LAKESIDE — Join us for a night of entertainment, games, food and fun for the entire family. As part of San Diego’s Movies in the Park series, the Lakeside Community Center will be hosting two movies at the Lindo Lake Baseball fields LA MESA . . . Come and enjoy great music at the City of La Mesa’s “Sundays at Six” featuring “The Good Dinosaur” on Friday, June 10 and “The DATE: Wednesday, June 08, 2016 free outdoor summer concert series. Bring your family, a picnic and have fun Incredibles” on Friday, Aug. 26. FOR: IMMEDIATE RELEASE CONTACT: Michele Greenberg-McClung listening to some great tunes. These box office hits will be shown on a high-definition, PHONE: 619.667.1333 inflatable mega screen. In addition to the movie, attendees EMAIL: mgreenberg-mcclung@ci.la-mesa.ca.us will enjoy face painting, a bounce house arts and crafts and Our first concert kicks off this Sunday, June 12th with a wonderful performance activities for all ages, starting at 6:30 p.m. Food and drinks by the San Diego Concert Band. will be available to purchase, so come hungry! Admission and LA MESA . . . Come and enjoy great music at the City of La Mesa’s “Sundays at Six” parking are free. The movie starts at dusk. free outdoor summer concert series. Bring your family, a picnic and have fun For more information about Movies in the Park, contact the listening to some great tunes. Upcoming Concerts: Lakeside Community Center at (619) 443-9176 or visit the June 19: performance Rhythm and the Method – Rock / Blues / Indie / Folk center’s office at 9841 Vine Street Monday through Friday, Our first concert kicks off this Sunday, June 12th with a wonderful by the San Diego Concert Band. between 10 a.m. and 8 p.m. June 26: Jazz West For more information about County Parks and ongoing July 10: Sonic Epidemic – Horn Tunes of the 70’s Upcoming Concerts: recreational programming, visit www.sdparks.org. June 19:

Rhythm and the Method – Rock / Blues / Indie / Folk

June 26:

Jazz West

July 17:

July 10:

Sonic Epidemic – Horn Tunes of the 70’s24: July

July 17:

SILVERMINE – Classic Rock / Pop

July 24:

Big Band Ambassadors

SILVERMINE – Classic Rock / Pop Big Band Ambassadors

Concerts are held from 6:00 pm – 7:00 pm at the beautiful outdoor

Concerts are held from 6:00 pm – 7:00 pm at the beautiful outdoor

amphitheater at Harry Griffen Park, 9550 Milden Street, La Mesa. These events are

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JUNE 9-15, 2016

SDSU BEATwith Steve Dolan

SDSU Offers New Online SpeechLanguage Pathology Courses


an Diego State University’s Speech, Language, and Hearing Sciences (SLHS) graduate program – ranked No. 1 in California and No. 24 in the nation by U.S. News and World Report – will debut its online Speech-Language Pathology Essentials program during the fall 2016 semester. The fall courses are SLHS 305/Hearing Science (3 units) and SLHS 321/Anatomy and Physiology of Speech (4 units). • SLHS 305/Hearing Science is an introduction to hearing and speech science that includes the study of basic functions of auditory anatomy and physiology. • SLHS 321/Anatomy and Physiology of Speech covers the basic anatomy and physiology of the speech mechanism for human communication. Additional courses will be offered in the coming terms. “With courses based on cutting-edge research and best practice in the field, we’re excited about our new online program in Speech-Language Pathology Essentials, which will help students get started on their career path,” said Jessica Barlow, professor in the School of Speech, Language, and Hearing Sciences at SDSU. The credit program prepares students to apply to graduate programs in Speech-Language Pathology. Students may take individual courses as needed to meet prerequisite requirements for their desired graduate program. The curriculum is non-cohort and is led by lecturers from SDSU’s SLHS department. Each online course takes 15 weeks to complete and costs $317 per unit. The courses are offered through SDSU’s College of Health and Services, in conjunction with SDSU’s College of Extended Studies. The program is open to individuals not currently enrolled in an SDSU degree program. For more information, visit neverstoplearning.net/SLP, email jbarlow@mail.sdsu.edu, or call (619) 594-0243. SDSU’s College of Extended Studies reaches out to San Diego, the nation, and the world with a wide variety of lifelong learning opportunities, and more than 50 certificate programs for career advancement. Many programs are available online. The CES also offers one of the largest ESL programs in the U.S. through the American Language Institute; and university-quality courses to students age 50 and better through the Osher Lifelong Learning Institute. For more information or to register, visit neverstoplearning.net or call (619) 265-7378 (SDSU).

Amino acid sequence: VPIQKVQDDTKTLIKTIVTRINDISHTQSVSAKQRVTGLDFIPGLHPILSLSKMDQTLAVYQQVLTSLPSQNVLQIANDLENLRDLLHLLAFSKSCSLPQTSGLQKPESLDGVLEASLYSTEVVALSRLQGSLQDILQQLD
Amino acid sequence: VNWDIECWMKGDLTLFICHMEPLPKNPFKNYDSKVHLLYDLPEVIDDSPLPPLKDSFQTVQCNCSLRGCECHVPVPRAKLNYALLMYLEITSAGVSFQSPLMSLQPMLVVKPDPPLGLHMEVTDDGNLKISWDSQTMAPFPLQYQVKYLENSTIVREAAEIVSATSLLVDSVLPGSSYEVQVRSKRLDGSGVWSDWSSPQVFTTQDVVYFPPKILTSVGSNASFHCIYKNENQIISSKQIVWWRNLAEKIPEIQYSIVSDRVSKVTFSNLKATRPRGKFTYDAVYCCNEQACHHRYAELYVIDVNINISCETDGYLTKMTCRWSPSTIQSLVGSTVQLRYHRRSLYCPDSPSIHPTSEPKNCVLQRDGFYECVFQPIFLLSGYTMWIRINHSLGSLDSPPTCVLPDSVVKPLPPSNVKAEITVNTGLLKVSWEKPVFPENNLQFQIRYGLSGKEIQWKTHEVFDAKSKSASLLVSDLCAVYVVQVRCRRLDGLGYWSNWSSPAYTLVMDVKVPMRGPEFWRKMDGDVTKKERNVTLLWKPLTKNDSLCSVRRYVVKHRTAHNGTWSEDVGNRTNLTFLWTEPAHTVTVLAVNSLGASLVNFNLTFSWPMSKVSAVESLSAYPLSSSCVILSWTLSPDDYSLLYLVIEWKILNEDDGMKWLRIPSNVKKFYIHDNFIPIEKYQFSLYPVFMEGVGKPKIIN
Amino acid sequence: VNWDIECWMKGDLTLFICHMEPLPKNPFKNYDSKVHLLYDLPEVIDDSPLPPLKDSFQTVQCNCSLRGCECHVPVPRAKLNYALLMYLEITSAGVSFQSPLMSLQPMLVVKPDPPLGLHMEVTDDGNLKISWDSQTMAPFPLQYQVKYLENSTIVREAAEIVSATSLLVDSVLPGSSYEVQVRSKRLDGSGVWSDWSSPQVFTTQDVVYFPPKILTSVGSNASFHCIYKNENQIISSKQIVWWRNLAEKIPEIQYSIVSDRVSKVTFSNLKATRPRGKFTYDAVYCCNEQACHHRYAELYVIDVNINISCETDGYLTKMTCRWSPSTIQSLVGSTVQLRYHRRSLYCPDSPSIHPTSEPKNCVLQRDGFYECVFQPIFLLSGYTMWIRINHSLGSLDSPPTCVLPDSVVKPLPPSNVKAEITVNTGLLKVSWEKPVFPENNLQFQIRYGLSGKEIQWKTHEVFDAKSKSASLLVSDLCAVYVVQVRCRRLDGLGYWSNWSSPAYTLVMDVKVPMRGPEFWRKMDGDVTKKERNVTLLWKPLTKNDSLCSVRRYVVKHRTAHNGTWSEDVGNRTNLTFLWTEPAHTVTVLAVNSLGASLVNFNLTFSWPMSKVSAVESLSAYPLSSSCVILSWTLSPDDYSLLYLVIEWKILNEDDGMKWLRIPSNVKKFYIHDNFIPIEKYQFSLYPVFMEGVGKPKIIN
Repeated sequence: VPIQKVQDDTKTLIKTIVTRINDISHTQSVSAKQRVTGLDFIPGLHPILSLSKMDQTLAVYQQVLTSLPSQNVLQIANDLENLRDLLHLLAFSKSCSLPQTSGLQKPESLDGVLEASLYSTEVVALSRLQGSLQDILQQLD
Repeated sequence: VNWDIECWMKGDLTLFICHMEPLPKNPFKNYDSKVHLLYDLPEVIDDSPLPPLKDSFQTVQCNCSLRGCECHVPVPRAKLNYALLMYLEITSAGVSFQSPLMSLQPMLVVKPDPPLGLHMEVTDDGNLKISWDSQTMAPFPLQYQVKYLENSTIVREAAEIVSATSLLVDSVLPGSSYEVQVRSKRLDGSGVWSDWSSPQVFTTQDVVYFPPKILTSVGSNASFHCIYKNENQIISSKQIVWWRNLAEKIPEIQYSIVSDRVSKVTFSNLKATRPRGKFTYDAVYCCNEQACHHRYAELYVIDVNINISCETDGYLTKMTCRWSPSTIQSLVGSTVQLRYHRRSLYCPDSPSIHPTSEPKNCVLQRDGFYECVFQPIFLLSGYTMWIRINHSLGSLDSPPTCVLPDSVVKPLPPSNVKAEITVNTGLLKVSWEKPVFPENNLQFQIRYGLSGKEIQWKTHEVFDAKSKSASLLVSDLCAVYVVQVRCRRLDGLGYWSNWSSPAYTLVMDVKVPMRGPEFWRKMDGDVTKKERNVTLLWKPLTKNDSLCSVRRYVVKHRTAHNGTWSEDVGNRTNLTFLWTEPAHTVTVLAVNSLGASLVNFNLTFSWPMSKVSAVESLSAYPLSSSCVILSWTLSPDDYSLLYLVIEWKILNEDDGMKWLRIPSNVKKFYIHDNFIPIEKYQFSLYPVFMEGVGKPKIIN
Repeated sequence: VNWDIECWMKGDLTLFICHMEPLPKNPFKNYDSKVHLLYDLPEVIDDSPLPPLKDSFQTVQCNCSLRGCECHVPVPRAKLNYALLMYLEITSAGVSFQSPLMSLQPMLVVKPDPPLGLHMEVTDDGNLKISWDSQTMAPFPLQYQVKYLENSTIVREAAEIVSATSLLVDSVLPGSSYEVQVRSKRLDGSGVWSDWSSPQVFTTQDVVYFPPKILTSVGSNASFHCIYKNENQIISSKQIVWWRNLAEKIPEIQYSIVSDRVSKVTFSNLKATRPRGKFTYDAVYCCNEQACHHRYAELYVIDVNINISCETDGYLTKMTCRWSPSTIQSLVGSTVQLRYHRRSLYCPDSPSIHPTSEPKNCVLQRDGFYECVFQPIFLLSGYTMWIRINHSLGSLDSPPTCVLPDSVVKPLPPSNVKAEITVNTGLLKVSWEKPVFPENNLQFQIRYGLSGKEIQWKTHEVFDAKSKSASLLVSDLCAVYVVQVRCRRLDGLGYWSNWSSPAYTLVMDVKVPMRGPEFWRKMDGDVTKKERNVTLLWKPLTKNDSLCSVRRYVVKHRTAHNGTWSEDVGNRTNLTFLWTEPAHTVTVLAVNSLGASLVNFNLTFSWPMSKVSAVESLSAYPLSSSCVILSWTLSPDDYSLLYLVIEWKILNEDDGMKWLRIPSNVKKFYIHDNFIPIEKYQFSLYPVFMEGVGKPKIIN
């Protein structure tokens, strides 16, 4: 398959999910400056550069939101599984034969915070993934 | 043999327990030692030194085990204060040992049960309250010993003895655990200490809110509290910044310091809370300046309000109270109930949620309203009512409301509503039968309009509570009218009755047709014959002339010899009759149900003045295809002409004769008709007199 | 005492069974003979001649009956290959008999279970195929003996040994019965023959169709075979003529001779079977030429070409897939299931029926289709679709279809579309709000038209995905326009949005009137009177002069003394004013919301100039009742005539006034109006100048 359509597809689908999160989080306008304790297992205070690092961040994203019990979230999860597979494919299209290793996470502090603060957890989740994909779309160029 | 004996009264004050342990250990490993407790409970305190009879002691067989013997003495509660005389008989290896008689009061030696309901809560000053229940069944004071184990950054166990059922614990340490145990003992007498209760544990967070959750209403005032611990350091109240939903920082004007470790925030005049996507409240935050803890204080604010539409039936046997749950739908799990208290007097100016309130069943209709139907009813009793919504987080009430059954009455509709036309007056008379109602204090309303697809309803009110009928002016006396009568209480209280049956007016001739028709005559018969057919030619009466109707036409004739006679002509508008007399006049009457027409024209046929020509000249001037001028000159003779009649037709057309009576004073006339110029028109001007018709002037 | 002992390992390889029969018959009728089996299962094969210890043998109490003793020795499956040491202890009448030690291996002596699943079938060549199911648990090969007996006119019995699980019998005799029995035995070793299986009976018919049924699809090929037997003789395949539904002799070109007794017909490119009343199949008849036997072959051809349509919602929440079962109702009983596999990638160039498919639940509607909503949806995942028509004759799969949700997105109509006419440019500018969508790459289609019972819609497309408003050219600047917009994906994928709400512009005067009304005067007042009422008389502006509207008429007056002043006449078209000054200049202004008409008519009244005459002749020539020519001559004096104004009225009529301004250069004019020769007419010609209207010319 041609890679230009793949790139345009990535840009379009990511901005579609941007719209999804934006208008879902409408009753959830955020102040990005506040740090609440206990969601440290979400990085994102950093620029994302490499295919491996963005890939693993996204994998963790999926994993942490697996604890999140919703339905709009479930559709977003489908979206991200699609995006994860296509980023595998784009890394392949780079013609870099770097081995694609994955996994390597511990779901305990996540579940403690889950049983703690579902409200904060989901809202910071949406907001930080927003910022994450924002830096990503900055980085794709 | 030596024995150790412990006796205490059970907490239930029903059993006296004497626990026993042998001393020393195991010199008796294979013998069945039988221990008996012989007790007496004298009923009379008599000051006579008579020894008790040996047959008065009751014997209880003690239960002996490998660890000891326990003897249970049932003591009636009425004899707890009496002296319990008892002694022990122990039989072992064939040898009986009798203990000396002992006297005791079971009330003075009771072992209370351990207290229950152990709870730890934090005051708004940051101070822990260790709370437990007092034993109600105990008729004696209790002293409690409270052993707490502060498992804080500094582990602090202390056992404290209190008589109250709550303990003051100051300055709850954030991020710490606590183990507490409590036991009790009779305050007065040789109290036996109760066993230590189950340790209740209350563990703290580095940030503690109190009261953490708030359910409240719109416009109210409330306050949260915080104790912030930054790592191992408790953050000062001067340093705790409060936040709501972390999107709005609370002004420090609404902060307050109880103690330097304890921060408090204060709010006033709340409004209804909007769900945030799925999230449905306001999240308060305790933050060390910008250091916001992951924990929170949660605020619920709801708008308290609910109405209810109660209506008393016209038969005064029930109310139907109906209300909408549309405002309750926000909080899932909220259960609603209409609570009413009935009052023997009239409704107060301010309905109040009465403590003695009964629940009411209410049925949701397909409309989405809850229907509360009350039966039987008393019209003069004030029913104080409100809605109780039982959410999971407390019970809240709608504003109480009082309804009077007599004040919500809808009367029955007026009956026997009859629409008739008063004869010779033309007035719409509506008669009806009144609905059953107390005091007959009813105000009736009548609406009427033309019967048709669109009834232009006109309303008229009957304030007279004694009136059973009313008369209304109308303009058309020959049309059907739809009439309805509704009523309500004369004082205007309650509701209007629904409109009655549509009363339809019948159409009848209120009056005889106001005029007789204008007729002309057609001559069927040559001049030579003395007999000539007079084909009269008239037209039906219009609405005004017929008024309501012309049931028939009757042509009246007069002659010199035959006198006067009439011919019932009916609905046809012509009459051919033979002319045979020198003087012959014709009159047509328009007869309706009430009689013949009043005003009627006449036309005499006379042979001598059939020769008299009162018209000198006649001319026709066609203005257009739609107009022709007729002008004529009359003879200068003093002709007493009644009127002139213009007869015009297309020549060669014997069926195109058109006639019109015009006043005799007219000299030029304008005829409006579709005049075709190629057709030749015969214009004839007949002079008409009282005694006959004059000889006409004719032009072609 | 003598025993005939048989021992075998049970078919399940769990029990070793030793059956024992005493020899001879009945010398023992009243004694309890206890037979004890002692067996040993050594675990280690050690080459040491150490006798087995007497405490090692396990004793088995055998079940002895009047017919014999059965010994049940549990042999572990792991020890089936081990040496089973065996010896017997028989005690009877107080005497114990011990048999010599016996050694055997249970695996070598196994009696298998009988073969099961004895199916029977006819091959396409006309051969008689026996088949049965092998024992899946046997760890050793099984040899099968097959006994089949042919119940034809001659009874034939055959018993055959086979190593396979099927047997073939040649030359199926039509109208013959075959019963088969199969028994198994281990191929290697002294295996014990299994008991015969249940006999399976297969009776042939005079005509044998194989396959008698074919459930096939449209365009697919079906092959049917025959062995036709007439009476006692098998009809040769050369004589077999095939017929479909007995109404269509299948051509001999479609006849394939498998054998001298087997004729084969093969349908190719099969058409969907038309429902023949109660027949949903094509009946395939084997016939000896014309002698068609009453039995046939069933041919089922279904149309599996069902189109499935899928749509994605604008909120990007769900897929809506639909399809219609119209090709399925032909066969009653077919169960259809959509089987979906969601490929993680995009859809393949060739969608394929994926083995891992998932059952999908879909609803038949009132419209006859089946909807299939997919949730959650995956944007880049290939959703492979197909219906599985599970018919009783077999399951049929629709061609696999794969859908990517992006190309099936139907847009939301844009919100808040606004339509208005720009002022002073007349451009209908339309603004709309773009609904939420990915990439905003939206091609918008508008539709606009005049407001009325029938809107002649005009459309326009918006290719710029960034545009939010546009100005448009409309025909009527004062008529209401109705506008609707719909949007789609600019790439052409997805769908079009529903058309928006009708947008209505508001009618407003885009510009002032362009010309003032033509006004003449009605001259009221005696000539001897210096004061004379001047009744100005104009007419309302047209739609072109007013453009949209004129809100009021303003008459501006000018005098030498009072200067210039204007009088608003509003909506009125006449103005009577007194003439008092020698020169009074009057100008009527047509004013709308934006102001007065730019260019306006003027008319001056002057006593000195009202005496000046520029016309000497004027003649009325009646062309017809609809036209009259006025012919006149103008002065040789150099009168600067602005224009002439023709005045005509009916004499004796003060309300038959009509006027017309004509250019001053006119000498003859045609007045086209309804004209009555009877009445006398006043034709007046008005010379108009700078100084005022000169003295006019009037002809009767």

Dolan hosts a one-hour sports talk radio show Tuesdays from 6 to 7 p.m. on East County’s “The Mountain – 107.9 FM.” The show may also be heard on the Internet at www.themountainfm.com

EAST COUNTY BIZwith Rick Griffin Realtors survey reveals affordability worries

The Pacific Southwest Association of Realtors (PSAR), a 2,300-member trade group for East County and San Diego-area realtors, recently polled its members to identify which real estate issues they were “most concerned” about. On a scale of 1 to 5, with 5 representing “most concerned” and 1 representing “least concerned,” PSAR members cast the most votes for “Decline in Housing Affordability,” with one out of every four PSAR members selecting that choice as highest. PSAR members ranked other concerns as follows: (#1) Decline in Housing Affordability, 25 percent; (#2) Lack of Inventory, 19 percent; (#3) Rising Interest Rates, 18 percent; (#4) Slow Down in Economic Growth, 15 percent; (#5) Home Prices Overinflated, 13 percent; (#6) Lending and Financing, 10 percent. “Our members are looking forward to the momentum and acceleration expected during the seasonal spring home buying season,” said Anthony Andaya, 2016 PSAR president. “We remain concerned over inventory and affordability issues, but we’re optimistic that interest rates will remain wonderfully low and are confident in the persistence and knowledge of how our skillful PSAR members will continue to serve their clients.”